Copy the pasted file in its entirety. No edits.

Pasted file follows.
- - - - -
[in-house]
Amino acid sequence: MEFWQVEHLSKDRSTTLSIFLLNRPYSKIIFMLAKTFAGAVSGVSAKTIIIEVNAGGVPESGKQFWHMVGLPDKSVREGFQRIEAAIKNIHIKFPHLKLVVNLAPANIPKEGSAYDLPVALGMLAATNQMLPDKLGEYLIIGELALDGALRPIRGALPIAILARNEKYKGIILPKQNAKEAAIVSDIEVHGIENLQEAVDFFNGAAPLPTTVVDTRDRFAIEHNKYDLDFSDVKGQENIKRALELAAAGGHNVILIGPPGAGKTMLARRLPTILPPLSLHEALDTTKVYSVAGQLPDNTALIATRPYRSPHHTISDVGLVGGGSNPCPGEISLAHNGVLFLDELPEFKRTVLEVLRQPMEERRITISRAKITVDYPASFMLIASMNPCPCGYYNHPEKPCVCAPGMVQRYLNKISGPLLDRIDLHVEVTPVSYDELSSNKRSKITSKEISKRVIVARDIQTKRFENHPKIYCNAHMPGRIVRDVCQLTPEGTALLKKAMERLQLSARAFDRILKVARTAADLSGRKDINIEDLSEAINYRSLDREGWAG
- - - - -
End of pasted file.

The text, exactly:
[in-house]
Amino acid sequence: MEFWQVEHLSKDRSTTLSIFLLNRPYSKIIFMLAKTFAGAVSGVSAKTIIIEVNAGGVPESGKQFWHMVGLPDKSVREGFQRIEAAIKNIHIKFPHLKLVVNLAPANIPKEGSAYDLPVALGMLAATNQMLPDKLGEYLIIGELALDGALRPIRGALPIAILARNEKYKGIILPKQNAKEAAIVSDIEVHGIENLQEAVDFFNGAAPLPTTVVDTRDRFAIEHNKYDLDFSDVKGQENIKRALELAAAGGHNVILIGPPGAGKTMLARRLPTILPPLSLHEALDTTKVYSVAGQLPDNTALIATRPYRSPHHTISDVGLVGGGSNPCPGEISLAHNGVLFLDELPEFKRTVLEVLRQPMEERRITISRAKITVDYPASFMLIASMNPCPCGYYNHPEKPCVCAPGMVQRYLNKISGPLLDRIDLHVEVTPVSYDELSSNKRSKITSKEISKRVIVARDIQTKRFENHPKIYCNAHMPGRIVRDVCQLTPEGTALLKKAMERLQLSARAFDRILKVARTAADLSGRKDINIEDLSEAINYRSLDREGWAG